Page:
Eli Ridder | The Avro Post

Canada’s government on Thursday signed a revised Trans-Pacific Partnership free trade agreement and avoided steel and aluminum tariffs put in place by United States President Donald Trump. 

Mr. Trump announced a 25 per cent tariff on steel and 10 per cent on aluminum, but Canada and Mexico were given exemption from the border taxes following pressure from both Democrat and Republican Party lawmakers.

Shortly after 3:30 p.m., Trump sign off on two proclamations from Capitol Hill that targeted imports of the two metals, goods that the U.S. uses more than it produces.

U.S. Trade Representative Robert Lighthizer will enter any negotiations from countries that wish to avoid the tariffs and strike a deal with Washington, Trump told gathered media, with labour workers flanking his right and U.S. officials on his left.

The president first proposed the tariffs last week, resulting in a harsh response overseas and spurring concerns domestically that it would launch a trade war with traditional U.S. allies and the international community at large.

Ottawa was immediately alarmed as Canada supplies over one-sixth of the steel used the United States and more than 40 per cent of its aluminum, reported the CBC.

Trump made it clear, however, that if negotiations fell through on the North American Free Trade Agreement, Canada and Mexico would be subject to the same tariffs as the rest of the world.

The European Union has vehemently opposed to the tariffs, with Brussels saying they will place levies on specific U.S. goods including cranberries, orange juice, peanut butter, Kentucky bourbon, Harley-Davidson motorcycles and Levi’s jeans.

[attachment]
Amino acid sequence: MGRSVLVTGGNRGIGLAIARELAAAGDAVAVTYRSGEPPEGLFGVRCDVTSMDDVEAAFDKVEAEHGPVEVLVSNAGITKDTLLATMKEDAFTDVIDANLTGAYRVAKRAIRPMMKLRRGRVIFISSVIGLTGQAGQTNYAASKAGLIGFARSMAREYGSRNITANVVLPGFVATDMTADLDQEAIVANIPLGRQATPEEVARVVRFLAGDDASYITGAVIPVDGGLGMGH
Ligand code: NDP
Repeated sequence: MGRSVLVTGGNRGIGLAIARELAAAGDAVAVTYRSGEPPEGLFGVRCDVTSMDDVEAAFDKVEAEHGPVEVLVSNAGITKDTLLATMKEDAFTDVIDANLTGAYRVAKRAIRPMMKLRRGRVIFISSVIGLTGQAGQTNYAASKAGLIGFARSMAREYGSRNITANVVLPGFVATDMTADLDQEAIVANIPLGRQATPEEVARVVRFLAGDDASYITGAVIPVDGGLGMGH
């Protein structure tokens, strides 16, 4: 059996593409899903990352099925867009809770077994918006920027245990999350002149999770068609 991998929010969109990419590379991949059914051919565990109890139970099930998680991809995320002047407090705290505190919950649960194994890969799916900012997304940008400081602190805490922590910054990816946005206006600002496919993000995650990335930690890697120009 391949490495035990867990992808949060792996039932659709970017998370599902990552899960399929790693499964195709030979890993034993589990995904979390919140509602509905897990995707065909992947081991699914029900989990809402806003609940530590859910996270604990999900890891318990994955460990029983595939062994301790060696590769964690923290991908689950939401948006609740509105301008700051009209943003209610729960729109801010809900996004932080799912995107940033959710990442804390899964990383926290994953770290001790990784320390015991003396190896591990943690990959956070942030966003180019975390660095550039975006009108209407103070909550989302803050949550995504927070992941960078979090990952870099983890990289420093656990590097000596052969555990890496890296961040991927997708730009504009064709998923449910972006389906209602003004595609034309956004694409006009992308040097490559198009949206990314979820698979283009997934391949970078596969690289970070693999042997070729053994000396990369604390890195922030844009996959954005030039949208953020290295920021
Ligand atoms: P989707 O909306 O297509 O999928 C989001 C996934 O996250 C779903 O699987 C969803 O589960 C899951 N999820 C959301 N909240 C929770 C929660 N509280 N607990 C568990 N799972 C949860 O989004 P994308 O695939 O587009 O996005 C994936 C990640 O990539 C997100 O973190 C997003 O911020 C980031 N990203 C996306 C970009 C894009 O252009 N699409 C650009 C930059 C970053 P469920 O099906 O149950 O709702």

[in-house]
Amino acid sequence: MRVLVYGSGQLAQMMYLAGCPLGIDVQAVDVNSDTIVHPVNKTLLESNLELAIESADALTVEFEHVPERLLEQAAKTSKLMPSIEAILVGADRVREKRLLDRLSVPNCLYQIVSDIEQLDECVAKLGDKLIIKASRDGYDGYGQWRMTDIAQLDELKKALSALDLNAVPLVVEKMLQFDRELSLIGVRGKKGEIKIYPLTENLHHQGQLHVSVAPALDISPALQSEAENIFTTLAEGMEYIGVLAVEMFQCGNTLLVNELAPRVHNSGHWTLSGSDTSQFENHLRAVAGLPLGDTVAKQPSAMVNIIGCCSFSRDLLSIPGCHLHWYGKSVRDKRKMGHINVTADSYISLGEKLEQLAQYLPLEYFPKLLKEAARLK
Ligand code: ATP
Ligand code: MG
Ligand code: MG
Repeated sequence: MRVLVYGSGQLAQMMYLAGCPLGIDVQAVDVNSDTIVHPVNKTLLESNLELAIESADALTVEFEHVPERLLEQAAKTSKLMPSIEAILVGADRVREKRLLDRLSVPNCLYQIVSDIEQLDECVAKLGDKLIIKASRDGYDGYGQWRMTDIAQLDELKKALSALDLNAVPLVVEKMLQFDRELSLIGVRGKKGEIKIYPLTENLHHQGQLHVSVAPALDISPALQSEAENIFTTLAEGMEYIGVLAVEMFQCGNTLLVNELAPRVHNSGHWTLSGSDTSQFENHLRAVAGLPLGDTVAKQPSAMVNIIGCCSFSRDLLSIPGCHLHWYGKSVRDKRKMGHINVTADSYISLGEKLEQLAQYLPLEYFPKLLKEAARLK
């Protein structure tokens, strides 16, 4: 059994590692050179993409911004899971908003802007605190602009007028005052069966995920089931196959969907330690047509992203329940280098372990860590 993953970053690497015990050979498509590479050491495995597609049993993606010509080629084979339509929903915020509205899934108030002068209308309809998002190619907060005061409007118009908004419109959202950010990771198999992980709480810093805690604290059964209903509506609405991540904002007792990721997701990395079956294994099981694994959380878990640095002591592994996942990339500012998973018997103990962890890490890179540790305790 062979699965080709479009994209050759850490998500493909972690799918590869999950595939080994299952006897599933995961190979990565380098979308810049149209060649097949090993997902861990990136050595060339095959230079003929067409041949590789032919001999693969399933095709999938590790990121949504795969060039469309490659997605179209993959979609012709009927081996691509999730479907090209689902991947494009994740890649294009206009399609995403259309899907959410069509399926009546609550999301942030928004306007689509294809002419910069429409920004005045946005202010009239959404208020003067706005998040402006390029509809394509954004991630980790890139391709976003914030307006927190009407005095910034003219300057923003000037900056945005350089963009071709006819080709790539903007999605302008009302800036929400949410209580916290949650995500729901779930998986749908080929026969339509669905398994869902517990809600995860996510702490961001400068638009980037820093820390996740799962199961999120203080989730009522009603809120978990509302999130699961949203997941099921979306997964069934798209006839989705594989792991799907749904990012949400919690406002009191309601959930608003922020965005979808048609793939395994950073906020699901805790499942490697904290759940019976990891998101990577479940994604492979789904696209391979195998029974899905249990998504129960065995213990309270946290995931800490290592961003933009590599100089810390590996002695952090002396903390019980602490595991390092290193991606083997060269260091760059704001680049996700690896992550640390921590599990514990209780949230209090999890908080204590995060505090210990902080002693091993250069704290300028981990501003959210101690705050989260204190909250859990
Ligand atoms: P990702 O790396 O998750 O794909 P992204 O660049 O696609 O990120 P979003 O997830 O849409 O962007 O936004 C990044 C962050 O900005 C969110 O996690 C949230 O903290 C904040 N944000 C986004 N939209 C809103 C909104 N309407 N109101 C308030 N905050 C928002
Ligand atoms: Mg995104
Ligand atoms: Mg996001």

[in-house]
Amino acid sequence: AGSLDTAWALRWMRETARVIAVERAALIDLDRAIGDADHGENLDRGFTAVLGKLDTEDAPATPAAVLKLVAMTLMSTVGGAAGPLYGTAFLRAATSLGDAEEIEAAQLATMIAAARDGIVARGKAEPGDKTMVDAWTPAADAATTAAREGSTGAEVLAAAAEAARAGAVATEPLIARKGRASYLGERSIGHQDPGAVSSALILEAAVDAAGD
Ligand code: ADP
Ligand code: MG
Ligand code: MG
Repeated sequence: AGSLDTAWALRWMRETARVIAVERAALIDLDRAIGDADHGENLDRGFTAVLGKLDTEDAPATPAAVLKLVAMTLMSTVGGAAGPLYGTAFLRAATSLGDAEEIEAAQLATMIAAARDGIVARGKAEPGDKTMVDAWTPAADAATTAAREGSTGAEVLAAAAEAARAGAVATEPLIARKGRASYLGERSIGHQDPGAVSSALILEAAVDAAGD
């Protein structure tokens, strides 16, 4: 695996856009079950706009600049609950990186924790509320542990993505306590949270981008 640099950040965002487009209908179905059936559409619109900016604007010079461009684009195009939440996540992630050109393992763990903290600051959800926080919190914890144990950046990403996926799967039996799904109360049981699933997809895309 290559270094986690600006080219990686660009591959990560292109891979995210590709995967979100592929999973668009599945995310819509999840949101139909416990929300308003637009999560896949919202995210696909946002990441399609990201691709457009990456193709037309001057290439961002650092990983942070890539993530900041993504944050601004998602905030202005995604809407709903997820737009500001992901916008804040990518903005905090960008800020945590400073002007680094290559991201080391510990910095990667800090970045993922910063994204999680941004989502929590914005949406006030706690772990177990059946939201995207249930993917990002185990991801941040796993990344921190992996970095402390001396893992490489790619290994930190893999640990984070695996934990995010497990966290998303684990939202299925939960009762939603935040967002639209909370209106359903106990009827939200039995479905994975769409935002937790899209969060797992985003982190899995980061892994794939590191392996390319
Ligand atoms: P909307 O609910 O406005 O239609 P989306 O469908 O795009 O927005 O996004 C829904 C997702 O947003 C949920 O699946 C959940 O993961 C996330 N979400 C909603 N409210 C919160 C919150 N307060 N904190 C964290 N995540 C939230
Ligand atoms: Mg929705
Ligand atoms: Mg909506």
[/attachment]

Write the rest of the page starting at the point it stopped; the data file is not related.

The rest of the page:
Overall, some $3.5 billion in annual imports from the United States will be targeted, according to a draft of European countermeasures published by Bloomberg.


Canada signs revised TTP

Canada signed the new iteration of the Pacific free trade agreement along with 10 other countries on Thursday in Chile’s Santiago.

The agreement was revised after Mr. Trump took the United States out of the agreement last year, with the 11 remaining countries working to finalize the one of the world’s three largest trade agreements, according to statistics listed by CBC News.

The deal cuts tariffs from countries that together account for over 13 per cent of the world’s economy, an overall total of $10 trillion.

Minister of International Trade Francois-Philippe Champagne signed the Comprehensive and Progressive Trans-Pacific Partnership on behalf of Canada before refocusing on the next trade goal for Ottawa: South America’s Mercosur bloc.


Watch live

Watch the live stream via the White House on YouTube.


Full article to follow. Image of Donald Trump from previous files. 

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Written by Eli Ridder

Eli Ridder is a journalism student at the University of Guelph-Humber and a senior correspondent for multiple independent publications including, but not limited to, The Anon Journal, Berning Media Network and the Ribbon. Find out more at eliridder.ca

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